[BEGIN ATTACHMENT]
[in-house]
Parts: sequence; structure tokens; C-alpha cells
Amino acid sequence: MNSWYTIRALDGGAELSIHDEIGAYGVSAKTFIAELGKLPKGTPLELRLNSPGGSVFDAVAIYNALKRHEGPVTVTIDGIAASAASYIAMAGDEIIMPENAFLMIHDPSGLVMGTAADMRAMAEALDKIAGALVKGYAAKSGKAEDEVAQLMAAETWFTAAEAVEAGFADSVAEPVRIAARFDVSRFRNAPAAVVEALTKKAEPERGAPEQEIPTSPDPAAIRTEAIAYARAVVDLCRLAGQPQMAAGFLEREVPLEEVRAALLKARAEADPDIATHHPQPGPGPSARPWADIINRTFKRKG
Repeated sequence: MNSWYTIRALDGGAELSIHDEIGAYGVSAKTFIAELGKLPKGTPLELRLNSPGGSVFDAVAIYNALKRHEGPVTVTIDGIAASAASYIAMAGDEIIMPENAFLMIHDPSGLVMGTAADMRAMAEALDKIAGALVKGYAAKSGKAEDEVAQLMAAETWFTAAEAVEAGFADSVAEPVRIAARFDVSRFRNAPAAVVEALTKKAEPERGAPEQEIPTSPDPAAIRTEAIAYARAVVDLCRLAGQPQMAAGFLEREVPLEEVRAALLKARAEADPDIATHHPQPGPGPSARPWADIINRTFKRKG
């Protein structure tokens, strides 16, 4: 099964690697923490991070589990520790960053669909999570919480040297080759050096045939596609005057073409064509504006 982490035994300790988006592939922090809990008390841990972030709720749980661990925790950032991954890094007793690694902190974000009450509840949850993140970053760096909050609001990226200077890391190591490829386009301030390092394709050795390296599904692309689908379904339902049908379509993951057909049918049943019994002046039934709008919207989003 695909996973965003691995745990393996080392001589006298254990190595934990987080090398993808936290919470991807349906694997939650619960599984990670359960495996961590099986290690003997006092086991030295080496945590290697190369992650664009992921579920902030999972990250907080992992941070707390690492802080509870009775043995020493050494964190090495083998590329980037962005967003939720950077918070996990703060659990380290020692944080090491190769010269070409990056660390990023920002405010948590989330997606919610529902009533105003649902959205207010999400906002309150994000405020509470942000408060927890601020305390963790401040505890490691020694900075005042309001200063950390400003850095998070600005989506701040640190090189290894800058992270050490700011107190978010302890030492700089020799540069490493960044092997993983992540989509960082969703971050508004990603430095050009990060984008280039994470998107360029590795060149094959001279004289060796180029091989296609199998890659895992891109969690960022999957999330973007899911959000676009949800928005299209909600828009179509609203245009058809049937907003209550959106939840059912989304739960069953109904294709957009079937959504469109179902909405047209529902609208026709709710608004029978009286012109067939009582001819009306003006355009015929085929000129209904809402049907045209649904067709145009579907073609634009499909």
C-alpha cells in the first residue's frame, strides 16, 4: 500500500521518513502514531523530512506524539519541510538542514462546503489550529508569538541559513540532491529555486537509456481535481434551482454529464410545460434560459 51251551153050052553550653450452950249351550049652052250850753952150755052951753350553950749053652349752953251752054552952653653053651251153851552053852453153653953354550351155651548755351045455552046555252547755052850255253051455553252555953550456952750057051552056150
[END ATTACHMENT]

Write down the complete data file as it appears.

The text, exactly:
[in-house]
Parts: sequence; structure tokens; C-alpha cells
Amino acid sequence: MNSWYTIRALDGGAELSIHDEIGAYGVSAKTFIAELGKLPKGTPLELRLNSPGGSVFDAVAIYNALKRHEGPVTVTIDGIAASAASYIAMAGDEIIMPENAFLMIHDPSGLVMGTAADMRAMAEALDKIAGALVKGYAAKSGKAEDEVAQLMAAETWFTAAEAVEAGFADSVAEPVRIAARFDVSRFRNAPAAVVEALTKKAEPERGAPEQEIPTSPDPAAIRTEAIAYARAVVDLCRLAGQPQMAAGFLEREVPLEEVRAALLKARAEADPDIATHHPQPGPGPSARPWADIINRTFKRKG
Repeated sequence: MNSWYTIRALDGGAELSIHDEIGAYGVSAKTFIAELGKLPKGTPLELRLNSPGGSVFDAVAIYNALKRHEGPVTVTIDGIAASAASYIAMAGDEIIMPENAFLMIHDPSGLVMGTAADMRAMAEALDKIAGALVKGYAAKSGKAEDEVAQLMAAETWFTAAEAVEAGFADSVAEPVRIAARFDVSRFRNAPAAVVEALTKKAEPERGAPEQEIPTSPDPAAIRTEAIAYARAVVDLCRLAGQPQMAAGFLEREVPLEEVRAALLKARAEADPDIATHHPQPGPGPSARPWADIINRTFKRKG
């Protein structure tokens, strides 16, 4: 099964690697923490991070589990520790960053669909999570919480040297080759050096045939596609005057073409064509504006 982490035994300790988006592939922090809990008390841990972030709720749980661990925790950032991954890094007793690694902190974000009450509840949850993140970053760096909050609001990226200077890391190591490829386009301030390092394709050795390296599904692309689908379904339902049908379509993951057909049918049943019994002046039934709008919207989003 695909996973965003691995745990393996080392001589006298254990190595934990987080090398993808936290919470991807349906694997939650619960599984990670359960495996961590099986290690003997006092086991030295080496945590290697190369992650664009992921579920902030999972990250907080992992941070707390690492802080509870009775043995020493050494964190090495083998590329980037962005967003939720950077918070996990703060659990380290020692944080090491190769010269070409990056660390990023920002405010948590989330997606919610529902009533105003649902959205207010999400906002309150994000405020509470942000408060927890601020305390963790401040505890490691020694900075005042309001200063950390400003850095998070600005989506701040640190090189290894800058992270050490700011107190978010302890030492700089020799540069490493960044092997993983992540989509960082969703971050508004990603430095050009990060984008280039994470998107360029590795060149094959001279004289060796180029091989296609199998890659895992891109969690960022999957999330973007899911959000676009949800928005299209909600828009179509609203245009058809049937907003209550959106939840059912989304739960069953109904294709957009079937959504469109179902909405047209529902609208026709709710608004029978009286012109067939009582001819009306003006355009015929085929000129209904809402049907045209649904067709145009579907073609634009499909």
C-alpha cells in the first residue's frame, strides 16, 4: 500500500521518513502514531523530512506524539519541510538542514462546503489550529508569538541559513540532491529555486537509456481535481434551482454529464410545460434560459 51251551153050052553550653450452950249351550049652052250850753952150755052951753350553950749053652349752953251752054552952653653053651251153851552053852453153653953354550351155651548755351045455552046555252547755052850255253051455553252555953550456952750057051552056150